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Re: Re: Re: Re: Re: Re: Re: Re: Re: PS & PPS by Kid on 2004-01-10 16:16:26

Whereabouts in Wales, of course is the first question that springs to mind...but I suspect either a) You wouldn't know; Wales is, after all, about 10,000 miles away - a land of slate and sheep that you have barely ever considered, let alone got to know1 or b) I wouldn't know. We did travel through Wales on our round Britain jaunt, but I can't pretend to know it that well. As a welcome coherent point, its odd that you would have such a varied fanily background - (how can I put this without offending anyone?) - especially from all around European countries. They are difficult to change, especially when the languages are so very different.

I'm lost with where I was going. Ah, I know. I was wondering whether there were some interesting characters to accompany the interesting geneology. Trees indeed....

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Re: Re: Re: Re: Re: Re: Re: Re: Re: Re: PS & PPS by d.- on 2004-01-11 15:44:19  |  Reply to this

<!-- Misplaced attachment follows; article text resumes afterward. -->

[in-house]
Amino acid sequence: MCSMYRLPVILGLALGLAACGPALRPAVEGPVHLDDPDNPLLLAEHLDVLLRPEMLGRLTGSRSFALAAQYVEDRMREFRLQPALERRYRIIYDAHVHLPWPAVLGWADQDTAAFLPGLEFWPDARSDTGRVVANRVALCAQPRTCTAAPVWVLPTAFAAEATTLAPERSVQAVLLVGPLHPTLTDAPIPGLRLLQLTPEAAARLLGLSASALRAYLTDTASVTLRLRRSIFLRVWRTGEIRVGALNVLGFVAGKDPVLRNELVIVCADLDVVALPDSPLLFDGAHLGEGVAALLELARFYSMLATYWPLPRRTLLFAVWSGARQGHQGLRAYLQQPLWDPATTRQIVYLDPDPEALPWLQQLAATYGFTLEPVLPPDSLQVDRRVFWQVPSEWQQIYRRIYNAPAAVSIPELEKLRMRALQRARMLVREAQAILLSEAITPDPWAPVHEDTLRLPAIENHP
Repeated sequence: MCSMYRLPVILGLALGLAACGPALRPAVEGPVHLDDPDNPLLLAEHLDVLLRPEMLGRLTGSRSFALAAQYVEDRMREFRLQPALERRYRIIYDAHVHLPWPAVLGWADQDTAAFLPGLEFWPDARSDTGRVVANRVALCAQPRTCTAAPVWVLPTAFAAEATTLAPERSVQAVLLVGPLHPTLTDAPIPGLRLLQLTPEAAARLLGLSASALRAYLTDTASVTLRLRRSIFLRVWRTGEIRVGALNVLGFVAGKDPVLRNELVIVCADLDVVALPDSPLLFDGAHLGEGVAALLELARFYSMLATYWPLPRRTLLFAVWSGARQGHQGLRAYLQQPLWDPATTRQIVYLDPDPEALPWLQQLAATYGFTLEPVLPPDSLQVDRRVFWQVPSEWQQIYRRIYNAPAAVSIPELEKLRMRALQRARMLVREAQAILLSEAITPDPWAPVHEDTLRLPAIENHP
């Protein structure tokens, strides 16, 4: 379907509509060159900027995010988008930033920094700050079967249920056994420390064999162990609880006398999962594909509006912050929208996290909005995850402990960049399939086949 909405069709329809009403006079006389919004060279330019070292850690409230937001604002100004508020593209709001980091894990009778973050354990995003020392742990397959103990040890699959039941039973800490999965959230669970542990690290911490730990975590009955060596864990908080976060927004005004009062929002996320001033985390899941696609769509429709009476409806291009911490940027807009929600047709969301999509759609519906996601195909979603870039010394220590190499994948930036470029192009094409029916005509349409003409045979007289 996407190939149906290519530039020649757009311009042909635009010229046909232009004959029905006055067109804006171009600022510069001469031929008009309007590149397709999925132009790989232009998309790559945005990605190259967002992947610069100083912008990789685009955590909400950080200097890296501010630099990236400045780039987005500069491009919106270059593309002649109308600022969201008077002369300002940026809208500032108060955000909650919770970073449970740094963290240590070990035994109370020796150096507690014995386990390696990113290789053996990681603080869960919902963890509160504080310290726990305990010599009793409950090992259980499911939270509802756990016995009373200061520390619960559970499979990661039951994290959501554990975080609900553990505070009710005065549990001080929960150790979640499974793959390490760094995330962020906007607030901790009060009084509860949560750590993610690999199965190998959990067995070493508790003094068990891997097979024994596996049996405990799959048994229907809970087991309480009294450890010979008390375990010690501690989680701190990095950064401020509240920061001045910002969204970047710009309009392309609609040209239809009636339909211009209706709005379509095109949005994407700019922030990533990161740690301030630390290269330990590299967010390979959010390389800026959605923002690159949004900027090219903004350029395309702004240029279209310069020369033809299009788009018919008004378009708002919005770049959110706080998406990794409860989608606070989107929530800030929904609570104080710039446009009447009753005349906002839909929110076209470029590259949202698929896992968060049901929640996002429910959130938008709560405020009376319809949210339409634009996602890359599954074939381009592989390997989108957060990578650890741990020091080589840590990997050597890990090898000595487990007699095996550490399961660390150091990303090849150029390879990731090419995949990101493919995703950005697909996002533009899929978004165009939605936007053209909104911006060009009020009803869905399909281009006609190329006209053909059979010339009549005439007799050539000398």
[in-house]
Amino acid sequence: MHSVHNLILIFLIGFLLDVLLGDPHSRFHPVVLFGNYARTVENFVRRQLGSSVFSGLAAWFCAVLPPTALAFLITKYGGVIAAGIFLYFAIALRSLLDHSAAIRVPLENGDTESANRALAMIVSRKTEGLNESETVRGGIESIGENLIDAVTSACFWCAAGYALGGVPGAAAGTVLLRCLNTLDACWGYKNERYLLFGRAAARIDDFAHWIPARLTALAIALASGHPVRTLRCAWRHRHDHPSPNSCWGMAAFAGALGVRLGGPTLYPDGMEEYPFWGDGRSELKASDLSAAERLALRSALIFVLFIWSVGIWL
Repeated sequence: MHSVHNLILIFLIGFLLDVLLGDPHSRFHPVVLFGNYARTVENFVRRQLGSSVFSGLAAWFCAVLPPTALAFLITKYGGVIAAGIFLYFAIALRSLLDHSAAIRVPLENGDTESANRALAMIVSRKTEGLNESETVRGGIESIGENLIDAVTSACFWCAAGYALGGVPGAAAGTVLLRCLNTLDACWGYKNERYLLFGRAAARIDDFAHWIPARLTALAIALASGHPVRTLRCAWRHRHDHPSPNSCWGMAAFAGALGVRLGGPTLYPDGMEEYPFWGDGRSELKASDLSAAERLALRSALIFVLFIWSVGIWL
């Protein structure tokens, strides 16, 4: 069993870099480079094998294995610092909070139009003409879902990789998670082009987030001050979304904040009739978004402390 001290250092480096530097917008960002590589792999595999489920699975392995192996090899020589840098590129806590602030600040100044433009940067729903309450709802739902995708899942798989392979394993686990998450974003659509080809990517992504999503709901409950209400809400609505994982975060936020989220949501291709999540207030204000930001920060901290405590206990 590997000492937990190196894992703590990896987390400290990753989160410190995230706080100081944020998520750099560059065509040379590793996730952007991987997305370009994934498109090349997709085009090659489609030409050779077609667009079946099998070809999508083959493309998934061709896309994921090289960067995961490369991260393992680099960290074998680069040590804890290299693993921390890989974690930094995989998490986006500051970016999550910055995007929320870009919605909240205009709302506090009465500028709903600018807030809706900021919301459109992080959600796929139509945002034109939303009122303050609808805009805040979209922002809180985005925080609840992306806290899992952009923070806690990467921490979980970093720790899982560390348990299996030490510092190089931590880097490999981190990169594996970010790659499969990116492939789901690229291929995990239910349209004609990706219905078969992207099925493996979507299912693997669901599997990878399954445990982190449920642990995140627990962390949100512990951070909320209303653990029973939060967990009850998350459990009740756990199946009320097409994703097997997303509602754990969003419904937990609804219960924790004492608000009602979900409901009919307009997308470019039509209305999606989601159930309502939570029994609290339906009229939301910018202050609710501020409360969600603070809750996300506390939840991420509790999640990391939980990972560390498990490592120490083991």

No, not odd -- just human nature. Everyone has been sleeping with everyone else since time began, producing all kinds of offspring. To wit: We are more bi-tri-hexa-octa-cultural than we wish to believe. I am my own melting pot, as it were... As for interesting characters, I know not a thing. That's why I want my mom to get a little more into it overseas. I should ask my 'abuelita' in Puerto Rico more about the lineage before she passes onward and upward. Ciao!
Re: Re: Re: Re: Re: Re: Re: Re: Re: Re: Re: PS & PPS by Kid on 2004-01-12 15:04:09  |  Reply to this
  On this - and oddly. Apparently there is an area of Mongolia where 8% of the population share Genghis Khan's genes - so everybody was sleeping with him. (No, I don't know, I just heard).

As for that, surely America is the more likely place for there to be international relationships. I'm just thinking of it like this. Until about 1800, it would be more or less unheard of for people who weren't military to go to foreign climes, which would leave ports very different to the ethnic make up of their motherlands. This is a train-of-thought idea and I've not thought it through fully. But if, say, my ancestors (from Greta, I believe) were to make any kind of journey out of town, it would be massively out of the ordinary and the talk of the town for days.

Also, and less favourably, in view of a comment that keeps rearing its ugly head, I know there is a mountainous area of Portugal where the large proportion of people are tall and blond(e). Thus, not at all Portuguese originally. Apparently, they were ancient Scandinavians. I'll look it up if you wish...I've got it somewhere.

Finally, do ask, for your own good. Its intriguing: My grandma's done our family tree back to about 1600, maybe before, but it does become tougher. Tougher still, I imagine if you have to keep changing continents/countries....you do the math.